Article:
https://www.captis.com/wp-content/uploads/2021/05/200814150830-ufo-super-169.jpg 619 1100 CAPTIS https://www.captis.com/wp-content/uploads/2021/01/captis_full_large.png CAPTIS2021-05-16 12:29:412021-05-16 13:55:52Mystery surrounds upcoming Pentagon report on UFOs
https://www.captis.com/wp-content/uploads/2021/05/210513101000-yankees-covid-phil-nevin-super-169.jpg 619 1100 CAPTIS https://www.captis.com/wp-content/uploads/2021/01/captis_full_large.png CAPTIS2021-05-16 12:25:272021-05-16 12:59:27A 9th vaccinated NY Yankees member tests positive for Covid-19
“We’re just doing the best we can with it,” Boone said. “Fortunately, he’s another one that feels good. So we’ll just continue to try and be vigilant and handle it as best we can.”
The unidentified staff member, who has been fully vaccinated according to the team, will be isolating in Baltimore as the team plays the Baltimore Orioles. Another staffer was also identified as a close contact of the latest infected person.
In all, shortstop Gleyber Torres, pitching coach Matt Blake, third base coach Phil Nevin, first base coach Reggie Willits and five members of the team’s traveling staff have tested positive for Covid-19 this week.
It wasn’t immediately clear which vaccine the latest infected staffer had taken, but the eight others had been fully vaccinated using the Johnson & Johnson shot, making these cases what the US Centers for Disease Control and Prevention refers to as “breakthrough” infections.
Occasional breakthrough cases are not unexpected because no vaccine is perfect. The J&J one-shot vaccine was found in US clinical trials to be 72% effective against moderate Covid-19 and 85% effective against severe Covid-19.
Boone said the latest staffer “feels good,” and seven of the other team members infected were asymptomatic. Nevin was the only one who showed symptoms, and he is now feeling better, vice president of communications Jason Zillo said previously.
Their mild or nonexistent symptoms showed the benefits of the vaccine, CDC Director Dr. Rochelle Walensky said on ABC’s “This Week” on Sunday.
“This is the vaccine working,” she said. “This means that you didn’t get infected, or you didn’t get a severe infection, you didn’t require hospitalization, you didn’t require death, and most likely those people were not transmitting to other people. So that is what we were working on the vaccine doing, we were hoping it would do.”
She also said that the Yankees’ infections were detected during routine MLB testing that doesn’t happen in the general public. She said the CDC is working with the Yankees to better understand the outbreak.
“We’re working with, and we’re engaging to try and understand the details of that investigation. I don’t believe that is complete as of yet,” she said.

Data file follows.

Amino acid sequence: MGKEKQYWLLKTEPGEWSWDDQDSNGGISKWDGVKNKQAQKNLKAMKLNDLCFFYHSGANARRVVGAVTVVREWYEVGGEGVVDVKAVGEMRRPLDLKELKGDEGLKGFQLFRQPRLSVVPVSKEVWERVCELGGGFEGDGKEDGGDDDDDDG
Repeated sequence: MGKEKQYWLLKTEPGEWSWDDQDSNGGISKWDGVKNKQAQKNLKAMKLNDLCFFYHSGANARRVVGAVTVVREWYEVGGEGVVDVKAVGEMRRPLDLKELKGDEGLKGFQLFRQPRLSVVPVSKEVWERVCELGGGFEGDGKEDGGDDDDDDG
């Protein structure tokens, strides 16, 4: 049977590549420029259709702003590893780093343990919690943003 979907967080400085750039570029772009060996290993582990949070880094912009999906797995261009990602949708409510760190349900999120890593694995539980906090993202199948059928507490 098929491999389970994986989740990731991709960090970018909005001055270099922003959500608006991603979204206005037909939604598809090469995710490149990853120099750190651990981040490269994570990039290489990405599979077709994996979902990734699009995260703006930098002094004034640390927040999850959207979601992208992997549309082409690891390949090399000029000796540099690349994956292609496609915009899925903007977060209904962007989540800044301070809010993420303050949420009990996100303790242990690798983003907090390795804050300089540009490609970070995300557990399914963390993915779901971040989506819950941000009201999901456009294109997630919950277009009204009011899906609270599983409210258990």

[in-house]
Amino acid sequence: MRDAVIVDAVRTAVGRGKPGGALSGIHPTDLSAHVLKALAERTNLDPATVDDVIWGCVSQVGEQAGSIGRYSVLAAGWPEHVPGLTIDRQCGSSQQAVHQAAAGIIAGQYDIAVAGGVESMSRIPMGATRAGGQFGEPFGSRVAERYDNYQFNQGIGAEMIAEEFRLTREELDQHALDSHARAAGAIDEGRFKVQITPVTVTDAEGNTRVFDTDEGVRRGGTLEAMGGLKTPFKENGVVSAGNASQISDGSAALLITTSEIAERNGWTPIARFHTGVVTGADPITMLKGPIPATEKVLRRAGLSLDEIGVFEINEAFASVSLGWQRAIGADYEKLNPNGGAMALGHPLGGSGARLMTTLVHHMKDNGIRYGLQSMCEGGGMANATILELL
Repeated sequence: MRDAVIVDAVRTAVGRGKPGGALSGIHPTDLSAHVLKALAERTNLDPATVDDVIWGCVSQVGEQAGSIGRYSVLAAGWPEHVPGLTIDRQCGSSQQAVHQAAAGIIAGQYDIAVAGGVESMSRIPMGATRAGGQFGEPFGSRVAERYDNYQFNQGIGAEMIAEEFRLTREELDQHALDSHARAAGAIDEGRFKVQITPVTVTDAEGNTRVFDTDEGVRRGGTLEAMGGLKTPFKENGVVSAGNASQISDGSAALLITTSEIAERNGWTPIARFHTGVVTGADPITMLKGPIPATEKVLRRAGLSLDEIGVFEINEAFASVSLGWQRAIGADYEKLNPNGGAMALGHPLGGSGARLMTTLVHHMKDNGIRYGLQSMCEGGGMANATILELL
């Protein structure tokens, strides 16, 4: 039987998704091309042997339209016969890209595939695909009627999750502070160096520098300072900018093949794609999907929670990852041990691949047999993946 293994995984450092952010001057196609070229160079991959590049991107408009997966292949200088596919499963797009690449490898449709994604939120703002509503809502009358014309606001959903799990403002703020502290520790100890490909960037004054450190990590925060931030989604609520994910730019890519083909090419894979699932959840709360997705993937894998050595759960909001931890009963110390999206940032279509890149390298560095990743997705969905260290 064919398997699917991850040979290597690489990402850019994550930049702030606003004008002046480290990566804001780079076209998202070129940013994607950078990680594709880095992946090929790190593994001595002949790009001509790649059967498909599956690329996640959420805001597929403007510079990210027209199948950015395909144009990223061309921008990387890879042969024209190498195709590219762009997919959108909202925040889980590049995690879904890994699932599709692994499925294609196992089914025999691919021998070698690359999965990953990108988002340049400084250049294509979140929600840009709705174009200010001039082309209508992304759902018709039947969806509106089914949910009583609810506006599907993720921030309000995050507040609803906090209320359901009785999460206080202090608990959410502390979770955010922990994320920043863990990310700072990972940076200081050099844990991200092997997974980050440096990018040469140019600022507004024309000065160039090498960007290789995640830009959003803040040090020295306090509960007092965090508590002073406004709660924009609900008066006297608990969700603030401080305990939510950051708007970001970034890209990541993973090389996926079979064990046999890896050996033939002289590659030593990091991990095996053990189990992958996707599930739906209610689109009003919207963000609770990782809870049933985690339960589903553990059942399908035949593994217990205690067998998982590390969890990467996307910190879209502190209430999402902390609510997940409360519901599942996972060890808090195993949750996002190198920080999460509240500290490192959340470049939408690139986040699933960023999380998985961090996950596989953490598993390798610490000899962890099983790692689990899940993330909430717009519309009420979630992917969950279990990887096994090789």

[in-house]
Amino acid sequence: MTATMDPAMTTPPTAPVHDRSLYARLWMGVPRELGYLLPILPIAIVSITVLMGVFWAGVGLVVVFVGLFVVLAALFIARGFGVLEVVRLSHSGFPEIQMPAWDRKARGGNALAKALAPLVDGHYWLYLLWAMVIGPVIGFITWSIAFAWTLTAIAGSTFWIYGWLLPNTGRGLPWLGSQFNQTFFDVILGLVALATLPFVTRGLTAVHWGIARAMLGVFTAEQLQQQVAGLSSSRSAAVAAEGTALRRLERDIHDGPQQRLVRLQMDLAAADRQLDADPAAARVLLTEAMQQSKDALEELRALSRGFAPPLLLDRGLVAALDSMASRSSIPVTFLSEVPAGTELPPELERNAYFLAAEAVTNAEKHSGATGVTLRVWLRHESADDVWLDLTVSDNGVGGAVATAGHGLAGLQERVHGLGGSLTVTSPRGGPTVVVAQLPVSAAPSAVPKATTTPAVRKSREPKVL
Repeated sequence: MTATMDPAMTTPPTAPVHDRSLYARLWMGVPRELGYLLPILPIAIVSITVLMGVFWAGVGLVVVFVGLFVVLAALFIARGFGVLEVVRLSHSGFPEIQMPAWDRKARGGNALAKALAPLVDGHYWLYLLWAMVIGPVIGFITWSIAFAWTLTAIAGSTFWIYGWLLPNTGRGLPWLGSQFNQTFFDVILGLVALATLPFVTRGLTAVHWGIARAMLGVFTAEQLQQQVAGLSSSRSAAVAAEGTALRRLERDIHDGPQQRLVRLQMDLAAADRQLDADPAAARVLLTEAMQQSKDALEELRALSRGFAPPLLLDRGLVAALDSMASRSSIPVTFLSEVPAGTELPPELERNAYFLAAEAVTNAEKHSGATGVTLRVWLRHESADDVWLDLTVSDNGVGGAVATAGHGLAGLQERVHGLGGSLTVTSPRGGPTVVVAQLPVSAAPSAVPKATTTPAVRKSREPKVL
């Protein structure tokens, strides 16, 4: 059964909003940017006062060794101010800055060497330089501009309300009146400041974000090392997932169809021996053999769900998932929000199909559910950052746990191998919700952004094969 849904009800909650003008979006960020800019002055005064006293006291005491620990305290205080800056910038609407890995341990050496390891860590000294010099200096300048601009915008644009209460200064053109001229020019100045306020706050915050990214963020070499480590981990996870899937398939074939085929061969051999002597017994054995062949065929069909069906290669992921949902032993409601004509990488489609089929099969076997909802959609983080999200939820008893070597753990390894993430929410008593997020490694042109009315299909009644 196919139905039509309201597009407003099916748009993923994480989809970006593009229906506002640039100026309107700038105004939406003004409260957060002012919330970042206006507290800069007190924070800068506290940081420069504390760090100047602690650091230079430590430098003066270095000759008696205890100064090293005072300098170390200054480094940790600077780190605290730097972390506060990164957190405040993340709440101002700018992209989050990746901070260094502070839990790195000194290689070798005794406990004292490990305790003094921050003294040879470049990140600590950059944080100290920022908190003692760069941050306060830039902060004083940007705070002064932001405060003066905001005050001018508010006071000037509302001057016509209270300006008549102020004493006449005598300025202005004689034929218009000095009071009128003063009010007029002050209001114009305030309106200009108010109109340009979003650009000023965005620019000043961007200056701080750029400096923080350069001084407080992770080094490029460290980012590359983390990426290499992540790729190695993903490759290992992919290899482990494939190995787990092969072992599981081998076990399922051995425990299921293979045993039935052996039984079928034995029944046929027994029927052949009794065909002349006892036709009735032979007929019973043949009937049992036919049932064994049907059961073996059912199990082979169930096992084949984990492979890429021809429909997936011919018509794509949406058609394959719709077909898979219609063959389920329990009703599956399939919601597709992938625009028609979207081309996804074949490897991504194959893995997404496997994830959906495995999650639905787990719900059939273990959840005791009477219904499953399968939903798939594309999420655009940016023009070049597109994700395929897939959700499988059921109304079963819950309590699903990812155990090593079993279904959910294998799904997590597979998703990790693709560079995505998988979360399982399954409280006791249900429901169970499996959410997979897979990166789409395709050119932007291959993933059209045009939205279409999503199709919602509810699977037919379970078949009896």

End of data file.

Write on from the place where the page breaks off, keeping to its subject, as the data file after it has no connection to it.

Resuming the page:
CNN’s Naomi Thomas contributed to this report.
https://www.captis.com/wp-content/uploads/2021/05/210516143003-capitol-hill-gas-station-shortage-0513-super-169.jpg 619 1100 CAPTIS https://www.captis.com/wp-content/uploads/2021/01/captis_full_large.png CAPTIS2021-05-16 12:18:282021-05-16 12:59:52More than 80% of gas stations are out of gas in Washington, DC
In the nation’s capital, about 81% of filling stations still don’t have gasoline, according to GasBuddy, a platform that tracks fuel demand, prices and outages. The platform also indicated that 58% of North Carolina gas stations are out of gas and 48% of South Carolina stations have run dry.
The fuel pipeline, which is the largest in the US, is back in action after a cyberattack involving ransomware forced it to shut down May 7. The Colonial Pipeline spans more than 5,500 miles and transports about 45% of all the fuel consumed on the East Coast. It transports 2.5 million barrels per day of gasoline, diesel, jet fuel and home heating oil.
On Thursday, operators of the pipeline said they had made “substantial progress” in restarting the system, adding that fuel has begun flowing to most of the markets it serves.
Energy Secretary Jennifer Granholm said the successful restart of the 5,500-mile pipeline “should mean things will return to normal by the end of the weekend,” but clearly, gas stations are still struggling with supply.
The pipeline flows at just 5 miles per hour, meaning it could take days or even weeks for gasoline, diesel and jet fuel to flow through to most places and replenish nearly empty storage facilities, analysts at energy company S&P Global Platts said.
— CNN’s Matt Egan contributed to this report.
https://www.captis.com/wp-content/uploads/2021/05/210516183546-alisson-goal-super-169.jpg 619 1100 CAPTIS https://www.captis.com/wp-content/uploads/2021/01/captis_full_large.png CAPTIS2021-05-16 11:46:042021-05-16 13:00:19Liverpool goalkeeper scores extra-time winner against West Brom
It’s the first time in the club’s history that a goalkeeper has scored a competitive goal, according to data site Opta, and the header sparked wild celebrations from Liverpool’s players.